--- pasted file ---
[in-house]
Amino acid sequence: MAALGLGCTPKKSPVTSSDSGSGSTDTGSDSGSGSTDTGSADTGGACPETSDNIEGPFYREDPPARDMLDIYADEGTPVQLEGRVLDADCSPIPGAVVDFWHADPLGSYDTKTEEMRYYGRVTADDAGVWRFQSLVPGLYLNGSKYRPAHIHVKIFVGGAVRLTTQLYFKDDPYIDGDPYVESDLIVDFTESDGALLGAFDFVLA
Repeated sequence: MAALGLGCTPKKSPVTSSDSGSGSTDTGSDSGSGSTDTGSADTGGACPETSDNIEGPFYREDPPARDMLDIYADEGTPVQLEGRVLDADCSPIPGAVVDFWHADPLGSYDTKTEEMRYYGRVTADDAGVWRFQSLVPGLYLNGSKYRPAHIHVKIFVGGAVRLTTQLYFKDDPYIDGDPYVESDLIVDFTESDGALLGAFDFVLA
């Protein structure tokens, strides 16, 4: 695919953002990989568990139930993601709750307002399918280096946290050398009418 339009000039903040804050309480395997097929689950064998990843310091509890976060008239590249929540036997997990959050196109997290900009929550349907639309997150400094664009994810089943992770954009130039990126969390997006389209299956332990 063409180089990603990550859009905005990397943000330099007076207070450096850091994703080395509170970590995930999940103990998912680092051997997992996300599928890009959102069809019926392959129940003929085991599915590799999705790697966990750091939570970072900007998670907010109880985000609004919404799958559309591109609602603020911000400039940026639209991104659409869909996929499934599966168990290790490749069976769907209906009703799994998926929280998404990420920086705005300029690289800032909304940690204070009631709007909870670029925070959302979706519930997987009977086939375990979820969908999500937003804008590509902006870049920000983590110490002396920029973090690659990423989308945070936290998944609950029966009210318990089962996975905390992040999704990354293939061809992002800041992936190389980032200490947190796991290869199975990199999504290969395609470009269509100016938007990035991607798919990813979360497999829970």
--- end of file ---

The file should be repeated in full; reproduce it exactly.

[in-house]
Amino acid sequence: MAALGLGCTPKKSPVTSSDSGSGSTDTGSDSGSGSTDTGSADTGGACPETSDNIEGPFYREDPPARDMLDIYADEGTPVQLEGRVLDADCSPIPGAVVDFWHADPLGSYDTKTEEMRYYGRVTADDAGVWRFQSLVPGLYLNGSKYRPAHIHVKIFVGGAVRLTTQLYFKDDPYIDGDPYVESDLIVDFTESDGALLGAFDFVLA
Repeated sequence: MAALGLGCTPKKSPVTSSDSGSGSTDTGSDSGSGSTDTGSADTGGACPETSDNIEGPFYREDPPARDMLDIYADEGTPVQLEGRVLDADCSPIPGAVVDFWHADPLGSYDTKTEEMRYYGRVTADDAGVWRFQSLVPGLYLNGSKYRPAHIHVKIFVGGAVRLTTQLYFKDDPYIDGDPYVESDLIVDFTESDGALLGAFDFVLA
């Protein structure tokens, strides 16, 4: 695919953002990989568990139930993601709750307002399918280096946290050398009418 339009000039903040804050309480395997097929689950064998990843310091509890976060008239590249929540036997997990959050196109997290900009929550349907639309997150400094664009994810089943992770954009130039990126969390997006389209299956332990 063409180089990603990550859009905005990397943000330099007076207070450096850091994703080395509170970590995930999940103990998912680092051997997992996300599928890009959102069809019926392959129940003929085991599915590799999705790697966990750091939570970072900007998670907010109880985000609004919404799958559309591109609602603020911000400039940026639209991104659409869909996929499934599966168990290790490749069976769907209906009703799994998926929280998404990420920086705005300029690289800032909304940690204070009631709007909870670029925070959302979706519930997987009977086939375990979820969908999500937003804008590509902006870049920000983590110490002396920029973090690659990423989308945070936290998944609950029966009210318990089962996975905390992040999704990354293939061809992002800041992936190389980032200490947190796991290869199975990199999504290969395609470009269509100016938007990035991607798919990813979360497999829970």